LONDON (REUTERS) - The NFT dream is not dead, but it has taken a big beating.
The market for non-fungible tokens (NFTs) shone gloriously last year as crypto-rich speculators spent billions of dollars on the risky assets, pumping up prices and profits. Now, six months into 2022, it is looking ugly.
Monthly sales volume on the largest NFT marketplace, OpenSea, plunged to US$700 million (S$977 million) in June, down from US$2.6 billion in May and a far cry from January's peak of nearly US$5 billion.
By late June, the average NFT sale sunk to US$412, from US$1,754 at the end of April, according to NonFungible.com, which tracks sales on the Ethereum and Ronin blockchains.
"The crypto bear market has definitely had an impact on the NFT space," said Mr Gauthier Zuppinger, co-founder of NonFungible.com.
"We have seen so much speculation, so much hype around this kind of asset," he added. "Now, we see some sort of decrease just because people realise they will not become a millionaire in two days."
The NFT market has collapsed along with cryptocurrencies, which are typically used to pay for the assets, at a time when central banks have jacked up rates to combat inflation, and risk appetite has withered.
Bitcoin lost around 57 per cent in the six months of the year, while Ether has dropped 71 per cent.
Dip or death spiral?
For critics, the crash confirms the folly of buying such assets, which are tradeable blockchain-based records linked to digital files such as images or videos, often artwork.
Malaysian businessman Sina Estavi, who bought an NFT of Twitter founder Jack Dorsey's first tweet for US$2.5 million last year, struggled to get bids of more than a few thousand dollars when he tried to resell it in April.
But Mr Benoit Bosc, global head of product at crypto trading firm GSR, sees the downturn as the perfect time to build a corporate NFT collection - the crypto equivalent of the fine art that traditional banks display to impress clients.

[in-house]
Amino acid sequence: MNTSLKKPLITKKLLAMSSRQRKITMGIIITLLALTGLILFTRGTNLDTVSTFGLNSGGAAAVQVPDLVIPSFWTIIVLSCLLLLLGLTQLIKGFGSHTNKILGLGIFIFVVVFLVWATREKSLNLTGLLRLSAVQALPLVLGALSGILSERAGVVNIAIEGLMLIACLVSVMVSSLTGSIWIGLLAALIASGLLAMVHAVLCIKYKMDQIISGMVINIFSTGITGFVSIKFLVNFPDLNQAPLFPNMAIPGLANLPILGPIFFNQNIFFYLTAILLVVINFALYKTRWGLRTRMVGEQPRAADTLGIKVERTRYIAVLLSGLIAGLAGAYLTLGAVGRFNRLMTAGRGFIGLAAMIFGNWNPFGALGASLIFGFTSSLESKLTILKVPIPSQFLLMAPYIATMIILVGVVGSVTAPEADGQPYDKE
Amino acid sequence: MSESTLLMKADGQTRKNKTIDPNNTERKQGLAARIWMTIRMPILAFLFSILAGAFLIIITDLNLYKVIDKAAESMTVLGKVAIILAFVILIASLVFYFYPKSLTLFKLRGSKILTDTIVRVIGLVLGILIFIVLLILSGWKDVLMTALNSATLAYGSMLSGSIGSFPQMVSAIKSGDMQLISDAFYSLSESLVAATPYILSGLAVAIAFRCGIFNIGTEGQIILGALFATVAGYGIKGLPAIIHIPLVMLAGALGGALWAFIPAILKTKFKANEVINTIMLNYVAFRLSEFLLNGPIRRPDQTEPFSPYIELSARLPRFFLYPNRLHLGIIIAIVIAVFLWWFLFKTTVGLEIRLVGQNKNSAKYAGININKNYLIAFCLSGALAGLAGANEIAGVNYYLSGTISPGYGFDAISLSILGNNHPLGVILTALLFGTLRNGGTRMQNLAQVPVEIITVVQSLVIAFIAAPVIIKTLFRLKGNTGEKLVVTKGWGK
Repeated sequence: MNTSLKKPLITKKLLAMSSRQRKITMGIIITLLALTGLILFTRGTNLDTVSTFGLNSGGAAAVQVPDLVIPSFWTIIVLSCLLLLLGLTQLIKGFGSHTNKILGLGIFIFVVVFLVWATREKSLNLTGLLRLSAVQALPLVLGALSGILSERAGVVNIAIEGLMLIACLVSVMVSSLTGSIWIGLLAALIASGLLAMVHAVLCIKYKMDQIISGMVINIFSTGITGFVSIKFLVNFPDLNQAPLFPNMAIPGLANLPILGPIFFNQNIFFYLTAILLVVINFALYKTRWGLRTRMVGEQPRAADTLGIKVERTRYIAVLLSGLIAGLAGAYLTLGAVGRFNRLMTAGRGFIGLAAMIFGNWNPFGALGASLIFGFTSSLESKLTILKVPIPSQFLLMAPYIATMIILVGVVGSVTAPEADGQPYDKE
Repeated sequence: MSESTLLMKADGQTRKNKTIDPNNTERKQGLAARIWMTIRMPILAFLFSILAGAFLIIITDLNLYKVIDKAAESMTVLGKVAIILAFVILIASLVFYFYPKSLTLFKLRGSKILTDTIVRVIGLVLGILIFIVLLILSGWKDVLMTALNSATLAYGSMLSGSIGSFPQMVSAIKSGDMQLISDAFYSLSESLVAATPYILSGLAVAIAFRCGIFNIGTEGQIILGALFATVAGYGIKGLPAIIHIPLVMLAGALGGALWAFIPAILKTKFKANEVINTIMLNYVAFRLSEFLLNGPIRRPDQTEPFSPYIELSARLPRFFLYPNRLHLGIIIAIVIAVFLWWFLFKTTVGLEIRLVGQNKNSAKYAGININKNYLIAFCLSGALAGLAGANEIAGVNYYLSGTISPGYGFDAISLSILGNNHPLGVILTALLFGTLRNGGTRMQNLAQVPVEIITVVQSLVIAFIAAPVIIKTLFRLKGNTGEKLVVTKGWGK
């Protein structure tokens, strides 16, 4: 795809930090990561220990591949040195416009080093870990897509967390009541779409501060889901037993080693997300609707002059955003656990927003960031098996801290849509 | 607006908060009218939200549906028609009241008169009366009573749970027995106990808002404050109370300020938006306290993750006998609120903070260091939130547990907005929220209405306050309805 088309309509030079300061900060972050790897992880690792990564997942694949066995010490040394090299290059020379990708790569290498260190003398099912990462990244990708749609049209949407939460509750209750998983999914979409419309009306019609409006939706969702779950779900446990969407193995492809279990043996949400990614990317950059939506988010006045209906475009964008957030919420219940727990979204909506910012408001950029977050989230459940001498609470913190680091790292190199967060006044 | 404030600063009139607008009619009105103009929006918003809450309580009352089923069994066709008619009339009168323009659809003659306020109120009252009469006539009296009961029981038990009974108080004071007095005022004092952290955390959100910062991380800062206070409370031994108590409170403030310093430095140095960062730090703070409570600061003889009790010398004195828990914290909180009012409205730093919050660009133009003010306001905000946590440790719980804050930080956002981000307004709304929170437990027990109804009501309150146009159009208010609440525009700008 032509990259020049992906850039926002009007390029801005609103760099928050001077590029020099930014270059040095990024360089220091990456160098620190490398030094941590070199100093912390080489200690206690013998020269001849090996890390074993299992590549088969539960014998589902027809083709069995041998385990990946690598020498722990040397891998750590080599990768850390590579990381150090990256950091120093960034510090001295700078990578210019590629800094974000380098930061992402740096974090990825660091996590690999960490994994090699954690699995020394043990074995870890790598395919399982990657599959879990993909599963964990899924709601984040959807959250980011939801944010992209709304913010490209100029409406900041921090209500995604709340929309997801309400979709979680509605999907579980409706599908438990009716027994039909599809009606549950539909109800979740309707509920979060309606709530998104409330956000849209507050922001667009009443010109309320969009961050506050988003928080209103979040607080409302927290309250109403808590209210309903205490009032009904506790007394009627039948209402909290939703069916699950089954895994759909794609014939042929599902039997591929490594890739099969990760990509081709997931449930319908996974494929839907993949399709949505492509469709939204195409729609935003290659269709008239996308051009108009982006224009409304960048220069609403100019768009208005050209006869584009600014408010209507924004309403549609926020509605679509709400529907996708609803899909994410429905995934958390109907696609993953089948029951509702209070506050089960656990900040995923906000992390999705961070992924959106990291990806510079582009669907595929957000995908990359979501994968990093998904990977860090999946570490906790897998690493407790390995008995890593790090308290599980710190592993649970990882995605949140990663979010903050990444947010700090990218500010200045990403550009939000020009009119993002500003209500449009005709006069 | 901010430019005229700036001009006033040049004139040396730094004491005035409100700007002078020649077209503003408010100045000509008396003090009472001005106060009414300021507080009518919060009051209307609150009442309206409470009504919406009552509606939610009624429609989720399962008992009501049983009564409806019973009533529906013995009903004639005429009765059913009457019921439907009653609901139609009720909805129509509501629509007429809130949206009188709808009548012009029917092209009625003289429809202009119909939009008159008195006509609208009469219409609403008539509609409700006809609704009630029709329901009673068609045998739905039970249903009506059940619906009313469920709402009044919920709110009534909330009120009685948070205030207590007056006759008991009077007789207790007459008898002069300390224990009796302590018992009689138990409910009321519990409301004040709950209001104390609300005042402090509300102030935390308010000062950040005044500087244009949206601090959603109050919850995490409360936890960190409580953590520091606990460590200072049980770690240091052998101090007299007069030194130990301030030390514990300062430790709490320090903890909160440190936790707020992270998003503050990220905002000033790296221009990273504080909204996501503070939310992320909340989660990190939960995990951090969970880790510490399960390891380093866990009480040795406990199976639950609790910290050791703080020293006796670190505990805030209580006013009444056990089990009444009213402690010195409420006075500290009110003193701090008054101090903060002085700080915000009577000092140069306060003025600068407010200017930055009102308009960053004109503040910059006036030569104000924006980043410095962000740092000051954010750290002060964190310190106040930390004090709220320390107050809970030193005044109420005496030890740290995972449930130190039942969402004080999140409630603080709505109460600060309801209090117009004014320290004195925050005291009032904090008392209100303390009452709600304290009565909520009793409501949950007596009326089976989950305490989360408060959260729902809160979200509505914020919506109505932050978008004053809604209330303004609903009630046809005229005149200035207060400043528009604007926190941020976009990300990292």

Last month, GSR spent US$500,000 on NFTs from what Mr Bosc calls "blue-chip" collections - those with large online fan bases.
His purchases included an NFT from the Bored Ape Yacht Club, a set of 10,000 cartoon monkeys made by United States-based company Yuga Labs and promoted by the likes of celebrities Paris Hilton and Jimmy Fallon.
Such is the hype surrounding Bored Apes that Yuga Labs raised US$285 million in April by selling tokens it says can be exchanged for land in a Bored Apes-themed virtual world it has not yet launched.
Yet the average sale price for a Bored Ape tumbled to around US$110,000 in June, having halved since its January peak of US$238,000, according to market tracker CryptoSlam.
Game over or on?
Nonetheless, the future of NFTs is distinctly uncertain, as the era of low interest rates that encouraged investors to take risky bets comes to an end.
Some market watchers say the influence of NFTs on the art market will shrink. Meanwhile, even though the much-hyped vision for a blockchain-based metaverse has not materialised yet, enthusiasts expect NFTs to shake up the gaming industry, for example, by allowing players to own in-game assets such as avatar skins.
This risky combination of gaming and financial speculation may face difficulties, though. Most gamers prefer games that do not include NFTs or "play-to-earn" components, according to Mr John Egan, chief executive of technology research firm L'Atelier.
Although the groundbreaking new crypto regulations agreed by the European Union last week mostly excluded NFTs, Spain is separately seeking to clamp down on the way video games sell virtual assets for real money.
Meanwhile, the biggest NFT-based game, Axie Infinity, has seen its in-game token collapse to less than half a cent, down from a peak of 36 cents last year.
For Mr Egan, the NFT market is unlikely to recover in its current form.
But the underlying concept of creating unique digital assets is still "fundamentally important" and will have "massive applications" for the financial sector in future, he said.